Suspense Fiction Crime

The summer was so hot this year; it seemed as if it would be endless. To the consternation of the newspapers it still hadn't rained by the end of September, but that all changed last week and it hasn't stopped since.

It’s as well I live alone. I must look a mess, slumped on the sofa in my pyjamas with one eye monitoring the news channel and a hand never more than an inch from a whisky bottle, its contents evaporating at an alarming rate. Sitting here, talking to an old photograph as if you were here with me. I always think of you when it rains; I’m sure you would think of me too, if you could. 

You would remember that time we first met. You were walking—well, almost running in that swirling wind—towards the bus stop by The Bell in Hounslow when your umbrella violently wrenched itself inside out. I offered to let you share mine and talked you into going to the Magpie & Crown in Brentford for a drink so you could dry off in front of the fire. It was an excuse to start a conversation as much as anything. After all, I’d been shyly glancing at you for weeks on the 237 bus. Did you ever realise it wasn’t my stop? Not my

bus, even—once we both got off in Brentford High Street, I always crossed the road and caught the bus back to travel home via a different route. If you knew, you never let on.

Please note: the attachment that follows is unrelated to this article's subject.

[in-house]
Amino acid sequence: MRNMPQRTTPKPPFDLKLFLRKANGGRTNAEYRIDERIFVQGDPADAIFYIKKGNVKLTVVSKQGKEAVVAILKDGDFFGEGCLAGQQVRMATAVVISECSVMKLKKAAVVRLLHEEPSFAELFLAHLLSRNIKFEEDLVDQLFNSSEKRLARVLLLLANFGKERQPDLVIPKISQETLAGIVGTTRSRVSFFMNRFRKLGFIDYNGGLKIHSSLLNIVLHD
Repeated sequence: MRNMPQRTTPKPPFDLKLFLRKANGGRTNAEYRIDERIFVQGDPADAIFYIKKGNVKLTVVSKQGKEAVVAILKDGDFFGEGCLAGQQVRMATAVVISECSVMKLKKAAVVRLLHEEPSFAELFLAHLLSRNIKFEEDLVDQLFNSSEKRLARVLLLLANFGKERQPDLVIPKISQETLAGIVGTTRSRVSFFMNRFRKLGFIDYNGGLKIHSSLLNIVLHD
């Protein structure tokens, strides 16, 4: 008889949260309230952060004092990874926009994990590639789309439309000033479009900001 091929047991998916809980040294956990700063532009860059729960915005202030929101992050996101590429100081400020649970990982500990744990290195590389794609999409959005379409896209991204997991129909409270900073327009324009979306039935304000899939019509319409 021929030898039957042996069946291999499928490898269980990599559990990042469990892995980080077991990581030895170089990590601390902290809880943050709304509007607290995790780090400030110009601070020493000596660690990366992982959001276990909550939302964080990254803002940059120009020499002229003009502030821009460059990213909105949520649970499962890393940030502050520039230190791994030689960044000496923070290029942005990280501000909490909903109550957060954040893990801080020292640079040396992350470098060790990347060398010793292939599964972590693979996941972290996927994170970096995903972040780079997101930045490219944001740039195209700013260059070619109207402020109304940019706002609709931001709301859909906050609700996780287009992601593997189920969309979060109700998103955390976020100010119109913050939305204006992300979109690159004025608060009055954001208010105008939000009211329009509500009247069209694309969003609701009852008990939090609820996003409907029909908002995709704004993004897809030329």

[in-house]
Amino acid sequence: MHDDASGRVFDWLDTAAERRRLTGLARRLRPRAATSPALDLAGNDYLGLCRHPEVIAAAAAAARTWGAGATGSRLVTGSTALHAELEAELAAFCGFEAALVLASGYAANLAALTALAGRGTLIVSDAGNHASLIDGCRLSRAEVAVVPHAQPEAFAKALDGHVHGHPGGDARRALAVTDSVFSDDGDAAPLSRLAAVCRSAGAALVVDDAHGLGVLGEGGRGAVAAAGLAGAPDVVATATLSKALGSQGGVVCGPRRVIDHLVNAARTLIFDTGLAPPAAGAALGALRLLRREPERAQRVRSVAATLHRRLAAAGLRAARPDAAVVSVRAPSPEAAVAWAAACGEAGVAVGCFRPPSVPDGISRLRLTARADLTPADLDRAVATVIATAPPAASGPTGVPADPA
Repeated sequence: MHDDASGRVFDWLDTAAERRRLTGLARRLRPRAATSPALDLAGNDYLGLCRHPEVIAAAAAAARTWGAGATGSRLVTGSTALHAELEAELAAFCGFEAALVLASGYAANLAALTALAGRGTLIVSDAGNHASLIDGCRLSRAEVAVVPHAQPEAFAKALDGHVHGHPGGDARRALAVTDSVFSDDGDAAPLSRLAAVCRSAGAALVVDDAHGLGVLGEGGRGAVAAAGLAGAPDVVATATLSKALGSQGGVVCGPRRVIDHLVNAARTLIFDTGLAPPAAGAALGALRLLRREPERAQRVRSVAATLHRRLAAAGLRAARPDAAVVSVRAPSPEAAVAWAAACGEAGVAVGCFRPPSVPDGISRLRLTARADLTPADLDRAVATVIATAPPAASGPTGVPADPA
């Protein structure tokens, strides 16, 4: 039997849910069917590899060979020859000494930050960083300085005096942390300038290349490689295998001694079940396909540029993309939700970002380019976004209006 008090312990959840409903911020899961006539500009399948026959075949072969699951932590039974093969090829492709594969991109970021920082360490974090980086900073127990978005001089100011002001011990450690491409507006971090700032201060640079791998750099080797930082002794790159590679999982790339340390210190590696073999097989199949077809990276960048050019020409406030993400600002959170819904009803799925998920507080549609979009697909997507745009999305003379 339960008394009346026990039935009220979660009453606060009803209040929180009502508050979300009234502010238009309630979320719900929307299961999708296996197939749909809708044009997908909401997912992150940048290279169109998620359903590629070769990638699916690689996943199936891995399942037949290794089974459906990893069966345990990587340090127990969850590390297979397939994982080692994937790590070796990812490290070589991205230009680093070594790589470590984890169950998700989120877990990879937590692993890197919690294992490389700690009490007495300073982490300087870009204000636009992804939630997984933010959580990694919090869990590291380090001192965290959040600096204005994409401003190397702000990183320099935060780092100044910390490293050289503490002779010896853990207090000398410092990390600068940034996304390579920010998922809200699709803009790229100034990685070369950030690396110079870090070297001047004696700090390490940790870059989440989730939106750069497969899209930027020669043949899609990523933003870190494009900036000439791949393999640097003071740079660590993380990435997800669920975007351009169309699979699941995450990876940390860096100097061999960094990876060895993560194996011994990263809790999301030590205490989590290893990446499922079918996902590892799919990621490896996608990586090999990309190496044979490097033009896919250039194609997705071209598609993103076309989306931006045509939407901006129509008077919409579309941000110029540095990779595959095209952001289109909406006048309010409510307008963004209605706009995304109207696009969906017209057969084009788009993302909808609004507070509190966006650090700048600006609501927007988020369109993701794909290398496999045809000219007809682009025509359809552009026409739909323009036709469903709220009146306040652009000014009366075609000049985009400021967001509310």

Oh, and that day when we had that picnic in St Paul’s Recreation Ground and the skies opened without warning. Neither of us could believe the storm’s ferocity. We scooped everything up and ran, not wanting to trust the trees in case of lightning, and ended up cowering from the wet beneath the bus stop by the County Court, next to the Brentford Monument. I remember the smell, that dusty stench where the summer dirt was oozing out of the pavement blended with its liquid liberator. I coined the word urbichor for the smell that day, the equivalent of petrichor for towns and cities. I’m sad that never caught on. Can you imagine? Little old me name checked in the OED.

We burst out laughing at the state of ourselves. Both soaked through and the rain had matted your hair into sodden rat’s tails. With your eye make-up running down your face, you resembled a character from a horror movie. I can only imagine what I must have looked like.

As we stood in silence, all other sounds drowned out by the rain thumping the shelter roof and the incessant traffic, you grabbed my face in your hands and yelled, “Let’s get married!”.

It wasn’t so much a question as a command, but I either didn’t notice at the time or wrote it off as an attempt to be heard over the spasmodic rhythm of the falling globules of water. It seemed like the most natural thing in the world to agree. 

And who could forget the wedding? I swear it never stopped pouring the entire day. As if in empathy with the weather, your mother’s face was like thunder the whole time. Her (and your) plans for that outside do in the Waggon & Horses’ garden, scuppered by a

combination of rain and your Uncle Simon’s cheap canopy proving to be as waterproof as a cotton handkerchief. I still remember the awkward silence and those resentful, accusatory glares being bandied about as we all herded inside the pub for the reception.